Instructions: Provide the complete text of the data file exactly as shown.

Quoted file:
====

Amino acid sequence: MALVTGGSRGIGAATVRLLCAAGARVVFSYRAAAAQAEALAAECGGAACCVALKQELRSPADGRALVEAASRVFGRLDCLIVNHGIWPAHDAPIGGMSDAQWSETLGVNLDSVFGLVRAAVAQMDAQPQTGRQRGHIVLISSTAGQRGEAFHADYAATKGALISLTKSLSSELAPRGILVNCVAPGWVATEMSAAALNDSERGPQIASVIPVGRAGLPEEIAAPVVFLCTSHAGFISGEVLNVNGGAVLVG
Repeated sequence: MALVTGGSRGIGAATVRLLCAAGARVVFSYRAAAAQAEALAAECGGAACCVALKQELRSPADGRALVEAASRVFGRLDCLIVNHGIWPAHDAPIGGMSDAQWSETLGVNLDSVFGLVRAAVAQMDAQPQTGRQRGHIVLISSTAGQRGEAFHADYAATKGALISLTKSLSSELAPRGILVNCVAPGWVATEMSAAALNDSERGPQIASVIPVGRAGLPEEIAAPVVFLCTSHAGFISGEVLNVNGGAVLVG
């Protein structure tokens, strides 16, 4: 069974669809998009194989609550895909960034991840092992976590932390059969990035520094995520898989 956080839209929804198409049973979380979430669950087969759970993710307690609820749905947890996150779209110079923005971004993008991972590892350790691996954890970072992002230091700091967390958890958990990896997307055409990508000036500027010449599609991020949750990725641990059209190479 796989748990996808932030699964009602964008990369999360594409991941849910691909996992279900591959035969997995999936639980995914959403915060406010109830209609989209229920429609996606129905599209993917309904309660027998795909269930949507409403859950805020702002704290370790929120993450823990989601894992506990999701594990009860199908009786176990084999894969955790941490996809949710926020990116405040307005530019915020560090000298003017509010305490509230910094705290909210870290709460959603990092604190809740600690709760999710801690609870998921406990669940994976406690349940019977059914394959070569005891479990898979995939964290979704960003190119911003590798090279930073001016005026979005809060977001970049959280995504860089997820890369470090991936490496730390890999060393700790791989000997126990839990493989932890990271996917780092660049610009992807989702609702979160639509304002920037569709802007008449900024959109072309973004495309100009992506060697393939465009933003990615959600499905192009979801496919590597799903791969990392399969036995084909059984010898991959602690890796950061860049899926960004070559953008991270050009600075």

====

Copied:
Amino acid sequence: MALVTGGSRGIGAATVRLLCAAGARVVFSYRAAAAQAEALAAECGGAACCVALKQELRSPADGRALVEAASRVFGRLDCLIVNHGIWPAHDAPIGGMSDAQWSETLGVNLDSVFGLVRAAVAQMDAQPQTGRQRGHIVLISSTAGQRGEAFHADYAATKGALISLTKSLSSELAPRGILVNCVAPGWVATEMSAAALNDSERGPQIASVIPVGRAGLPEEIAAPVVFLCTSHAGFISGEVLNVNGGAVLVG
Repeated sequence: MALVTGGSRGIGAATVRLLCAAGARVVFSYRAAAAQAEALAAECGGAACCVALKQELRSPADGRALVEAASRVFGRLDCLIVNHGIWPAHDAPIGGMSDAQWSETLGVNLDSVFGLVRAAVAQMDAQPQTGRQRGHIVLISSTAGQRGEAFHADYAATKGALISLTKSLSSELAPRGILVNCVAPGWVATEMSAAALNDSERGPQIASVIPVGRAGLPEEIAAPVVFLCTSHAGFISGEVLNVNGGAVLVG
């Protein structure tokens, strides 16, 4: 069974669809998009194989609550895909960034991840092992976590932390059969990035520094995520898989 956080839209929804198409049973979380979430669950087969759970993710307690609820749905947890996150779209110079923005971004993008991972590892350790691996954890970072992002230091700091967390958890958990990896997307055409990508000036500027010449599609991020949750990725641990059209190479 796989748990996808932030699964009602964008990369999360594409991941849910691909996992279900591959035969997995999936639980995914959403915060406010109830209609989209229920429609996606129905599209993917309904309660027998795909269930949507409403859950805020702002704290370790929120993450823990989601894992506990999701594990009860199908009786176990084999894969955790941490996809949710926020990116405040307005530019915020560090000298003017509010305490509230910094705290909210870290709460959603990092604190809740600690709760999710801690609870998921406990669940994976406690349940019977059914394959070569005891479990898979995939964290979704960003190119911003590798090279930073001016005026979005809060977001970049959280995504860089997820890369470090991936490496730390890999060393700790791989000997126990839990493989932890990271996917780092660049610009992807989702609702979160639509304002920037569709802007008449900024959109072309973004495309100009992506060697393939465009933003990615959600499905192009979801496919590597799903791969990392399969036995084909059984010898991959602690890796950061860049899926960004070559953008991270050009600075």